A Review Of Headed Studs

Not all jobs require complex options in fasteners. As a simple yet highly effective option in everything from general fabrication and manufacturing to bridge construction, the choice of the correct size and type of headed stud will be important.

The advantage to using a stud to a bolt is a factor of the ease of installation and use. A bolt is designed to go through two different materials and hold them together. Tightening the nut will require the installer to be able to access both the head of the bolt as well as the nut to allow for full tightening.

With the headed stud, there is only the need to access one side of the two components. This is because the head is welded in place on the other component, eliminating the need hold the stud in place. They are ideal for construction projects, building construction, shipbuilding or any other number of large projects.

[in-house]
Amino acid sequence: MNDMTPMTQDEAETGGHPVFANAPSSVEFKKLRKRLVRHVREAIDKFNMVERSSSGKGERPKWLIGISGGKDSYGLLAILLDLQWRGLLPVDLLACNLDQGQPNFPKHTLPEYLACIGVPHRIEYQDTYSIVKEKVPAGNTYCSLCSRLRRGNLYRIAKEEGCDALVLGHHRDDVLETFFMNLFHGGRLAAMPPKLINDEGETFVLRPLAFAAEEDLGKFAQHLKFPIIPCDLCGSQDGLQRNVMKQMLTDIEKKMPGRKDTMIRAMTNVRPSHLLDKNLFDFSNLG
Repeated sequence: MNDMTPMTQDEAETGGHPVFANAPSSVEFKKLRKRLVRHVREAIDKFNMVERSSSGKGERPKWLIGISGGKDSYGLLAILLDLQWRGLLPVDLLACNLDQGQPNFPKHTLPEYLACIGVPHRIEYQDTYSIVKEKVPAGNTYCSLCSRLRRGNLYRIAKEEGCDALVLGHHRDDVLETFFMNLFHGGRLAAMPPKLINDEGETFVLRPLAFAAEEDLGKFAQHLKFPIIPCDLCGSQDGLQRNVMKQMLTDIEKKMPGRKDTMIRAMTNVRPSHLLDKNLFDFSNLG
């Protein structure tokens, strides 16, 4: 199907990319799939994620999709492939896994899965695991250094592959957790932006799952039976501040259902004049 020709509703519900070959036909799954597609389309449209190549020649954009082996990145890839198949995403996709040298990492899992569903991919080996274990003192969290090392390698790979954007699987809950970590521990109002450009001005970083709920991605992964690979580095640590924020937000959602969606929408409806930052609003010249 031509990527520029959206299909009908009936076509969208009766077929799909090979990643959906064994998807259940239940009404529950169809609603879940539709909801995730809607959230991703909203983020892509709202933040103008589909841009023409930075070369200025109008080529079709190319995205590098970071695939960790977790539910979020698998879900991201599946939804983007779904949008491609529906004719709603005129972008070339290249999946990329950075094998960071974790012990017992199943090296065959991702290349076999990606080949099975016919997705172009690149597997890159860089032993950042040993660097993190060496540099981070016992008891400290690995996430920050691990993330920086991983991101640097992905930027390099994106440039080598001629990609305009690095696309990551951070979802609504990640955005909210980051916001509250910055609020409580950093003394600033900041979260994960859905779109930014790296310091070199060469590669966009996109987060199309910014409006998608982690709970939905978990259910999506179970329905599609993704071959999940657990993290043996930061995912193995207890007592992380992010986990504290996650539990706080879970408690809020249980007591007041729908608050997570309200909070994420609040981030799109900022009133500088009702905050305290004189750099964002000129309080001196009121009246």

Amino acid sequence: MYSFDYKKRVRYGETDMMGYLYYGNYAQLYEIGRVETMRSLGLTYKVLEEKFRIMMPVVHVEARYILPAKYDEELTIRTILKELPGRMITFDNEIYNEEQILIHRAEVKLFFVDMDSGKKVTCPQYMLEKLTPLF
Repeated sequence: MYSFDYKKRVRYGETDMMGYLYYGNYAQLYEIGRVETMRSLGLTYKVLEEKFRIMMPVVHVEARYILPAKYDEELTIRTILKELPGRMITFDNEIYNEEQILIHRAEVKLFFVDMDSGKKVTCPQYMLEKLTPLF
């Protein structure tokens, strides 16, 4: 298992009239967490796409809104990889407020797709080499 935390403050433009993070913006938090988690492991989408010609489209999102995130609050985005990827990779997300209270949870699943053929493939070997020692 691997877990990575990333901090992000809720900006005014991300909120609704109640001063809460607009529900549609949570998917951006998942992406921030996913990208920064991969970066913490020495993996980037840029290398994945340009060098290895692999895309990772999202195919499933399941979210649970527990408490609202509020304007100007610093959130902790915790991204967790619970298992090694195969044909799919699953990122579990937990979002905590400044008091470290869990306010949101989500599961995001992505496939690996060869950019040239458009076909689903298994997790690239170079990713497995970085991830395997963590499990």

Options to Consider

The headed stud comes in many different forms. It is often threaded, which allows the attached piece of material to simply slide over the thread and tighten into place. The specific type and size of thread can be customized to meet the needs of the project.

Shear connectors are a specialized type of headed stud that are unthreaded. They have an upset head and are used to connect load bearing steel beams, typically on bridge decks, to the concrete deck. As they do not fasten down, rather the heads form anchors in the concrete of the deck, there is no need to use a threaded option.

Various jobs may also call tapped, full base, reduced base and shoulder base types of studs, all which serve a particular purpose. There are also options to consider with regards to the stud metal alloy selected. The most common are stainless steel and aluminum, but they can also be made of other alloys such as Inconel and other specialized materials for demanding applications.

Be the first to like.

Be Sociable, Share!
    Shares